The Cathedral of Seville is the largest Gothic temple in the world and the third largest in Christendom after St. Peter's in the Vatican and St. Paul's in London. Building works began in 1403 on the former Great Mosque of Seville, an Almohad work of which the Patio de los Naranjos and the Giralda have been preserved.
The present-day Shrine to Nuestra Señora de Cuatrovitas or Cuatrohabitan, is built on the site of an Almohad mosque, of which only the minaret remains. It was adapted for Christian worship following the Reconquest.
This building was declared a Site of Cultural Interest in 1931. The Shrine to Nuestra Señora de Cuatrovitas or Cuatrohabitan is built on the site of an Almohad mosque. Only the minaret of the old mosque remains. It was adapted for Christian worship following the Reconquest.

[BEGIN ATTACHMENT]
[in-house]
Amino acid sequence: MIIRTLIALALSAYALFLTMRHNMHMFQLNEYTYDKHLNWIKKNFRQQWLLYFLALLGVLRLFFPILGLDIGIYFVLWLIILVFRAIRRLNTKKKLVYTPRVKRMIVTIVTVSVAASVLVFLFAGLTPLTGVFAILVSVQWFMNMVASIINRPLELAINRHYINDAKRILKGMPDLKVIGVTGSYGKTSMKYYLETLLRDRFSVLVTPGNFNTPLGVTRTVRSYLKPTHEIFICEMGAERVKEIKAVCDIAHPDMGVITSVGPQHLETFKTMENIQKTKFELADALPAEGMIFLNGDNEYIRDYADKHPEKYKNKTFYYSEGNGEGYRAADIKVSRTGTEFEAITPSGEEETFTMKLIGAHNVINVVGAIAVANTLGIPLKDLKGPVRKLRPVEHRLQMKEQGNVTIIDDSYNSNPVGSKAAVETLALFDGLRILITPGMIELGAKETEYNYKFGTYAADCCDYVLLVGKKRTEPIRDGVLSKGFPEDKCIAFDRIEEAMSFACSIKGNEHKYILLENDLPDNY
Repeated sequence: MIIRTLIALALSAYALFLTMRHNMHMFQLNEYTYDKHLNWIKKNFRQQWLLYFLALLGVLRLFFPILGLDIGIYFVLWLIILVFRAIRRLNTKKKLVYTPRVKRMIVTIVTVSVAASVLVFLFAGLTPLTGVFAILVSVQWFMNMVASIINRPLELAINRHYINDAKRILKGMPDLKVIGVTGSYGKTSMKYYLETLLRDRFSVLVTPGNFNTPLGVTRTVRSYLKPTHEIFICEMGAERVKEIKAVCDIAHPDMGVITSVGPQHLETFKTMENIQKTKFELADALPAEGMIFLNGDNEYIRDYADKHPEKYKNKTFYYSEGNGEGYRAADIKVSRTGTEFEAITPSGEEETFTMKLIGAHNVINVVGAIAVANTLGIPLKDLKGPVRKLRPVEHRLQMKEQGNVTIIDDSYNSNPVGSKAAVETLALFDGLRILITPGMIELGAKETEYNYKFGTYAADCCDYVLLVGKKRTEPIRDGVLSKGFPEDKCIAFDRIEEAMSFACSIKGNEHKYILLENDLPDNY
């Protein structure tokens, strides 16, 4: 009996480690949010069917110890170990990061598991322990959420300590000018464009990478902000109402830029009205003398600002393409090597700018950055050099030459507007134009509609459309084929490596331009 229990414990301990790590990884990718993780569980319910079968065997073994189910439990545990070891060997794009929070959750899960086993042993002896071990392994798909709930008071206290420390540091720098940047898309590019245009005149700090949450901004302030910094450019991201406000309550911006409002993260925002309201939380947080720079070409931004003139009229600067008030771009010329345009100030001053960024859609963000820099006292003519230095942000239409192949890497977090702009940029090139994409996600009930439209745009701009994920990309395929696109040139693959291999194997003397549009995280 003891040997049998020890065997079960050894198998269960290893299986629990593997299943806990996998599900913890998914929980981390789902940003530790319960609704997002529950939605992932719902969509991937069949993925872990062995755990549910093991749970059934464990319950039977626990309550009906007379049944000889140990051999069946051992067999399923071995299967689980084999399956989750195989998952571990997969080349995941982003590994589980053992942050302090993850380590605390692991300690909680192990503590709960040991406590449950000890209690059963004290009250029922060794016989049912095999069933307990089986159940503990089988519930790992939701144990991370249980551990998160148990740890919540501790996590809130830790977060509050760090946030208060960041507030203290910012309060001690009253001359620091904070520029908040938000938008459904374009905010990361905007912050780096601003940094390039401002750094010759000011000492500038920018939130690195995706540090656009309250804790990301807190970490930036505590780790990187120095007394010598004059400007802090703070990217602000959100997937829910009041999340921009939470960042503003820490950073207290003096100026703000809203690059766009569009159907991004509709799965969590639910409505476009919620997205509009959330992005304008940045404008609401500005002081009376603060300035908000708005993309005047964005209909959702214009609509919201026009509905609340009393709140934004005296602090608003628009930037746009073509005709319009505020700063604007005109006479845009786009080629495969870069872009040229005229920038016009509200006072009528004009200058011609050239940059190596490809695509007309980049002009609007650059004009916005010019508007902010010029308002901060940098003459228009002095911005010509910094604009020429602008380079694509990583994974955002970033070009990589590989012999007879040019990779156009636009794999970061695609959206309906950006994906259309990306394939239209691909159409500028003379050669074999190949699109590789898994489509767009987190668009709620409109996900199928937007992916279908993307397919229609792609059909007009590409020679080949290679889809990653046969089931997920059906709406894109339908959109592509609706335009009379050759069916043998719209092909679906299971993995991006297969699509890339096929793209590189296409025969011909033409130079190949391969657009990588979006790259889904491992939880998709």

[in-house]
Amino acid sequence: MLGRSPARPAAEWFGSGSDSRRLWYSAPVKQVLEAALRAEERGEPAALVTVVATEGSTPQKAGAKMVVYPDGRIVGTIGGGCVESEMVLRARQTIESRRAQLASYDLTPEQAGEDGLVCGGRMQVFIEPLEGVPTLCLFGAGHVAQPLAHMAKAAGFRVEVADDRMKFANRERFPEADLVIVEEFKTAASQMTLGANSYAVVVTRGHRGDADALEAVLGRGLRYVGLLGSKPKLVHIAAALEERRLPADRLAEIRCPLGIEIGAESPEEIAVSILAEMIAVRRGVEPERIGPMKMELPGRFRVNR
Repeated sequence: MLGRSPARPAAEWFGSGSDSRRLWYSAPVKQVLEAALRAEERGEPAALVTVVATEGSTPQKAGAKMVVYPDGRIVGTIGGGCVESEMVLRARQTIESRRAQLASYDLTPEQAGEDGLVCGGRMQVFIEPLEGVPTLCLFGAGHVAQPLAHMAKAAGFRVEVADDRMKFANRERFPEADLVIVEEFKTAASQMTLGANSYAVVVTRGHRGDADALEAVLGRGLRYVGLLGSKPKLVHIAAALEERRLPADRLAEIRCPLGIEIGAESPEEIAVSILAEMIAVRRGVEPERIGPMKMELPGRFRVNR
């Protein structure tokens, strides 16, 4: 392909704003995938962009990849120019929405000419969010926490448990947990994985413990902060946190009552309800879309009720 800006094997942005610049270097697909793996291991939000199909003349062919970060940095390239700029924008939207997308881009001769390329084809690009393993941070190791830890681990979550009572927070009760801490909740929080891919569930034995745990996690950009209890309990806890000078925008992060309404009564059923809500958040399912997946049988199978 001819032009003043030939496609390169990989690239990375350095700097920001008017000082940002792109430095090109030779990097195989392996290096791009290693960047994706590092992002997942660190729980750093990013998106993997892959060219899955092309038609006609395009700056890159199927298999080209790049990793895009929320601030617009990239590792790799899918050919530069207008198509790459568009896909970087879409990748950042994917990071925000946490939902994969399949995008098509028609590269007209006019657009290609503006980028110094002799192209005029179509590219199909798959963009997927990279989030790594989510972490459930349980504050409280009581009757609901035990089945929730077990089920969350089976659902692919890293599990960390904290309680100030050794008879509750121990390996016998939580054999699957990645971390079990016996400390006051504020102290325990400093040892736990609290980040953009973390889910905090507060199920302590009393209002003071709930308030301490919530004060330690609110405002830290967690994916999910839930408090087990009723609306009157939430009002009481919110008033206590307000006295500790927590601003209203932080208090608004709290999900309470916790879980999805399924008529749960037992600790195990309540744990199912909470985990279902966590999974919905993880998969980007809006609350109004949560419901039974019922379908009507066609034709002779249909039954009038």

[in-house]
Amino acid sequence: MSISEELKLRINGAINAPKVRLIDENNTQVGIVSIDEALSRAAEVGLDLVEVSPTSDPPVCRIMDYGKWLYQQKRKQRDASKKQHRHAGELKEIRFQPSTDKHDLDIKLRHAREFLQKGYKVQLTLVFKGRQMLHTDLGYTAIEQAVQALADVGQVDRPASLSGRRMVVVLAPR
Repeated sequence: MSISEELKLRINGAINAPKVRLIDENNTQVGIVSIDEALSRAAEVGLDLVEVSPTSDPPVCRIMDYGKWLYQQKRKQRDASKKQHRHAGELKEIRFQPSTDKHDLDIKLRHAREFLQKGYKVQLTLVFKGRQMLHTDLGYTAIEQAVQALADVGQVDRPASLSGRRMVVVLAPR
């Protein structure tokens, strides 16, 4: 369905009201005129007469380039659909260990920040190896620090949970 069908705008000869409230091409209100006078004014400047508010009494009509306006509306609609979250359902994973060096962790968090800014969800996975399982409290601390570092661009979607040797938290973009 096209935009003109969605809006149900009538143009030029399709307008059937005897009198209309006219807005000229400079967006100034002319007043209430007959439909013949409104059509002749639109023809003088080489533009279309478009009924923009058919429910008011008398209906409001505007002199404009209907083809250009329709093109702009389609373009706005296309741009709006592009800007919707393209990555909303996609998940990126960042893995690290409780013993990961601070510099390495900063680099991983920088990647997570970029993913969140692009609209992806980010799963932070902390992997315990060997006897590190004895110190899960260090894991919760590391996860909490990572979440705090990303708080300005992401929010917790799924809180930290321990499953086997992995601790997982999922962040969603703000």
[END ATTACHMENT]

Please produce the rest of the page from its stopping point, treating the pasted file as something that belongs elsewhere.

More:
The church is thought to have been built in the 14th century under King Pedro I, the Cruel. It was built over a former mosque, the minaret of which remains. It was further enhanced with new elements in the 15th, 16th and 18th centuries.